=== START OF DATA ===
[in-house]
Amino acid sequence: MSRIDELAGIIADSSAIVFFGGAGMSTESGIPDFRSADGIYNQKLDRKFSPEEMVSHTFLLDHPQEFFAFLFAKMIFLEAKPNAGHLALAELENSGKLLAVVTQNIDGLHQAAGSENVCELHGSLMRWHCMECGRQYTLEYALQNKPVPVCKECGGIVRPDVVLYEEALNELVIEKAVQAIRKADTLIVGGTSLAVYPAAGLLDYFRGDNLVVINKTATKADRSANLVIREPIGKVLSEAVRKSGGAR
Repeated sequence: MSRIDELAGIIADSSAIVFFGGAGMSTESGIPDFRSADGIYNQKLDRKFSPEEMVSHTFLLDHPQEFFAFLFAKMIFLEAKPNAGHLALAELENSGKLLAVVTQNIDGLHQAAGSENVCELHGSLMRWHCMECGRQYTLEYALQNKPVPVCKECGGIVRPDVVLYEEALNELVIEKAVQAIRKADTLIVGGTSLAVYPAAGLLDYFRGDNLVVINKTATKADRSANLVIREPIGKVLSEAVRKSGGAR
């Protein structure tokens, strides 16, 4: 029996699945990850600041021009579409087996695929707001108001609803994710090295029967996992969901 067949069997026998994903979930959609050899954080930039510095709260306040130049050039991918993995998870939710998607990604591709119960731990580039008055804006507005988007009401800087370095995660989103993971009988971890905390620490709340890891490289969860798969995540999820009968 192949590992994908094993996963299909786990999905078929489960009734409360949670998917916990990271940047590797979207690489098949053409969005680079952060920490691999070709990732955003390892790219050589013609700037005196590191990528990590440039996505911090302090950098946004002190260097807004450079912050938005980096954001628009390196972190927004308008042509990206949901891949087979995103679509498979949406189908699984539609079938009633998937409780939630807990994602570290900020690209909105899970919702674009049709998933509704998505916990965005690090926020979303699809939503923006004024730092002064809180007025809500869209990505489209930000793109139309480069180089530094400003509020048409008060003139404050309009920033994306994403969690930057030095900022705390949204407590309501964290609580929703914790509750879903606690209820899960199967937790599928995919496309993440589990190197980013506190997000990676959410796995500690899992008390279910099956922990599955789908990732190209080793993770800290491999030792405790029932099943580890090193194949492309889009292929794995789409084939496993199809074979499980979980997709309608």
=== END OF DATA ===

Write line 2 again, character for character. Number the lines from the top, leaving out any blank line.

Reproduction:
Amino acid sequence: MSRIDELAGIIADSSAIVFFGGAGMSTESGIPDFRSADGIYNQKLDRKFSPEEMVSHTFLLDHPQEFFAFLFAKMIFLEAKPNAGHLALAELENSGKLLAVVTQNIDGLHQAAGSENVCELHGSLMRWHCMECGRQYTLEYALQNKPVPVCKECGGIVRPDVVLYEEALNELVIEKAVQAIRKADTLIVGGTSLAVYPAAGLLDYFRGDNLVVINKTATKADRSANLVIREPIGKVLSEAVRKSGGAR